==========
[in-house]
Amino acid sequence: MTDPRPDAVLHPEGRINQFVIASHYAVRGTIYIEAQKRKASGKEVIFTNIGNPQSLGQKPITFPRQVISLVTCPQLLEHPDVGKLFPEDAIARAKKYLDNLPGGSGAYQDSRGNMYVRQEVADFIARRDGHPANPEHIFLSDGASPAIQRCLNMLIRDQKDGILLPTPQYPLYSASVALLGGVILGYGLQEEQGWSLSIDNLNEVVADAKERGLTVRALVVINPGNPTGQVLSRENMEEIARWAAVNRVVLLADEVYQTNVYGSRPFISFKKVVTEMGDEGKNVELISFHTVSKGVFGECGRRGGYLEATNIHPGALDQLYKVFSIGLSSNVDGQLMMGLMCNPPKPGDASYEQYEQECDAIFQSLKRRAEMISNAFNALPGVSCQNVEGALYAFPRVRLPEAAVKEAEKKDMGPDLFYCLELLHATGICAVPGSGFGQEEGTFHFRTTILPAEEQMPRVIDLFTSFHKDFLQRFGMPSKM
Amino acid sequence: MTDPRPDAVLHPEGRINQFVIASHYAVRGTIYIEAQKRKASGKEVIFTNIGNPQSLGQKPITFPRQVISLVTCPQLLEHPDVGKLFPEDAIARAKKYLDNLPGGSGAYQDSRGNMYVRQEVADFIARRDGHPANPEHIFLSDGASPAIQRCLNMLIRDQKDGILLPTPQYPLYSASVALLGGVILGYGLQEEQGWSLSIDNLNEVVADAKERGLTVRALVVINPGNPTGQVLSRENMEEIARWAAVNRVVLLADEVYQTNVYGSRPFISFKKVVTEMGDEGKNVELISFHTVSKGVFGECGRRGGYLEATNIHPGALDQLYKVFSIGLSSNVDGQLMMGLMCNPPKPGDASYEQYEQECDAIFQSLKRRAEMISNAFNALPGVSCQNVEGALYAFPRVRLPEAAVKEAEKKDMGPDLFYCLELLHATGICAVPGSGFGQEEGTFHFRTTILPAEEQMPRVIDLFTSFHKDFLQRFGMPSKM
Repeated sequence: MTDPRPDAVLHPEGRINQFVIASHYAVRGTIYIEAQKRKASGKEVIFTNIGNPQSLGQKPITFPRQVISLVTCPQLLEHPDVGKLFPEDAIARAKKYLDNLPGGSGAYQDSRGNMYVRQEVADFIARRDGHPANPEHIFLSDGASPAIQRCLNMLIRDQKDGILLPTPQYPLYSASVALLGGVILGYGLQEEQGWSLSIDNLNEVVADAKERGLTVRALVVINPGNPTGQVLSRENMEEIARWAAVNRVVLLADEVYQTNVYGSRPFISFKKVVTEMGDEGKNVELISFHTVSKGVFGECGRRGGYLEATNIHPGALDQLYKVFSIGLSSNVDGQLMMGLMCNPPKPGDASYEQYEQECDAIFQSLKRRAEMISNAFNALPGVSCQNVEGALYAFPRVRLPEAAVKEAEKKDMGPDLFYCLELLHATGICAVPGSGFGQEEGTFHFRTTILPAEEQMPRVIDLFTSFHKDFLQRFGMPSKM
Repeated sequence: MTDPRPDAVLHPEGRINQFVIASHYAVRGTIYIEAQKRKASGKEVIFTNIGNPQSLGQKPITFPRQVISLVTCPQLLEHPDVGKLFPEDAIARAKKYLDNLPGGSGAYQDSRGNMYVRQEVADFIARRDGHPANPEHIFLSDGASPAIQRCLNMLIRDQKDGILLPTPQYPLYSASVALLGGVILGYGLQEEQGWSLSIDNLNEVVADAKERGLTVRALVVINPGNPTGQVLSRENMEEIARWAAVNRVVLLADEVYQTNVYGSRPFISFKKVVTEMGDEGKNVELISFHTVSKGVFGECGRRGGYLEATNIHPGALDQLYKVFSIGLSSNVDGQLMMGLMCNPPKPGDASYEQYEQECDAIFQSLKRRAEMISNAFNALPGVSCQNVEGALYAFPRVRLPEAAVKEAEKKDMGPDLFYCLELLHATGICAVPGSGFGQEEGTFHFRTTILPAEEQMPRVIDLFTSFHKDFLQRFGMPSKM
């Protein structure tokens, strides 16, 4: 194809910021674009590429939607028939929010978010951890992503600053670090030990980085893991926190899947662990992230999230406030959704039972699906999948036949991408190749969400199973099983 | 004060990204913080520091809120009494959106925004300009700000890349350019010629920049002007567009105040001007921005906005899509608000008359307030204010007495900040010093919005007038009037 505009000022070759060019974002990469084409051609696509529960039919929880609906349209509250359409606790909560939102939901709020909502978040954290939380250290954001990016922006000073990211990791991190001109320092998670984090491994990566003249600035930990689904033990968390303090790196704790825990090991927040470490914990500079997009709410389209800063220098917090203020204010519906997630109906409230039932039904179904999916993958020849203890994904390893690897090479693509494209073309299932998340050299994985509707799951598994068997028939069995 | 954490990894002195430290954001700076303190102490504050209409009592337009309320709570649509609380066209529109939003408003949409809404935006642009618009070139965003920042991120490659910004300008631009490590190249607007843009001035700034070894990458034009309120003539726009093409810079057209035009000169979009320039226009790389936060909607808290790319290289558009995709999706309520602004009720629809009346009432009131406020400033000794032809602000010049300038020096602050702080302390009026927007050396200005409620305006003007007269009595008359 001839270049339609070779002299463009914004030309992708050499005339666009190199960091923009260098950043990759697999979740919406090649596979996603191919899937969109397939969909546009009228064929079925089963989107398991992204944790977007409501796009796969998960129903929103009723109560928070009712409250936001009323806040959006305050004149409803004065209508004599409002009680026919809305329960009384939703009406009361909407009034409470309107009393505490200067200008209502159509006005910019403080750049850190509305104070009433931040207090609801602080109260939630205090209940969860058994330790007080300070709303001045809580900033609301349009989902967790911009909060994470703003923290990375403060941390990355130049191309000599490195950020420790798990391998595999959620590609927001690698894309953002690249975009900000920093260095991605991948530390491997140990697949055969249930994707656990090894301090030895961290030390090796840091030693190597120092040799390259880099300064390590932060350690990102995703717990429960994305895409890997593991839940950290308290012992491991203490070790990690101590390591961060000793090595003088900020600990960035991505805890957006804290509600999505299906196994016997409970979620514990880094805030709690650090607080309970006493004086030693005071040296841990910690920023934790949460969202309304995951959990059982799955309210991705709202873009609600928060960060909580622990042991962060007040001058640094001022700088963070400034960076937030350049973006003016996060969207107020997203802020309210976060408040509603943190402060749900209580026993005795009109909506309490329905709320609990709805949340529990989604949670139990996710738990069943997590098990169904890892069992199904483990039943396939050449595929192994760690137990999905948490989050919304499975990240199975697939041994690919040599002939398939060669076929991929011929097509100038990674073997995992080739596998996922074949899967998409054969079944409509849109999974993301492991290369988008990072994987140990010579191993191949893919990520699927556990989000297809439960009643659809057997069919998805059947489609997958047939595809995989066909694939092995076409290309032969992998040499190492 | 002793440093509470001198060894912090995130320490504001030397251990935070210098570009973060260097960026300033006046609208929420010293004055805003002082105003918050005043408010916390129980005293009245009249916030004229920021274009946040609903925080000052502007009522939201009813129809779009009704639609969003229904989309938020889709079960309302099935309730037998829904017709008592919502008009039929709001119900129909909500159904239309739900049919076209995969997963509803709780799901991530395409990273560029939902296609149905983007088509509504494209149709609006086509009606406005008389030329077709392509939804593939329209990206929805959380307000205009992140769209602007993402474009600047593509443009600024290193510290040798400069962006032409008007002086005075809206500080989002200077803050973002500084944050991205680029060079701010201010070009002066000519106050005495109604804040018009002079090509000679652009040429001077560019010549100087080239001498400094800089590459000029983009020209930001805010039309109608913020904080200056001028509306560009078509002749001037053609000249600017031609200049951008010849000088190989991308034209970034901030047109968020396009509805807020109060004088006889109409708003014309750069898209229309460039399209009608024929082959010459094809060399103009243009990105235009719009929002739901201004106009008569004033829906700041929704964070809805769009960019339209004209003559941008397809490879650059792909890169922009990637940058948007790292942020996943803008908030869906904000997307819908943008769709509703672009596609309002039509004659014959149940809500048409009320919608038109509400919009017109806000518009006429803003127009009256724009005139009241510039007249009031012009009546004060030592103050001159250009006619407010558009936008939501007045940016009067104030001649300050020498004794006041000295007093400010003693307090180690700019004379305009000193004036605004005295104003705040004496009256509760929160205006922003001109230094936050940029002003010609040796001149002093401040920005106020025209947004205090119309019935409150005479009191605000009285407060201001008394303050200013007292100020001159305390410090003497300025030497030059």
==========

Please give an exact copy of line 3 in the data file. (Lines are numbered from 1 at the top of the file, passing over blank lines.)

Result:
Amino acid sequence: MTDPRPDAVLHPEGRINQFVIASHYAVRGTIYIEAQKRKASGKEVIFTNIGNPQSLGQKPITFPRQVISLVTCPQLLEHPDVGKLFPEDAIARAKKYLDNLPGGSGAYQDSRGNMYVRQEVADFIARRDGHPANPEHIFLSDGASPAIQRCLNMLIRDQKDGILLPTPQYPLYSASVALLGGVILGYGLQEEQGWSLSIDNLNEVVADAKERGLTVRALVVINPGNPTGQVLSRENMEEIARWAAVNRVVLLADEVYQTNVYGSRPFISFKKVVTEMGDEGKNVELISFHTVSKGVFGECGRRGGYLEATNIHPGALDQLYKVFSIGLSSNVDGQLMMGLMCNPPKPGDASYEQYEQECDAIFQSLKRRAEMISNAFNALPGVSCQNVEGALYAFPRVRLPEAAVKEAEKKDMGPDLFYCLELLHATGICAVPGSGFGQEEGTFHFRTTILPAEEQMPRVIDLFTSFHKDFLQRFGMPSKM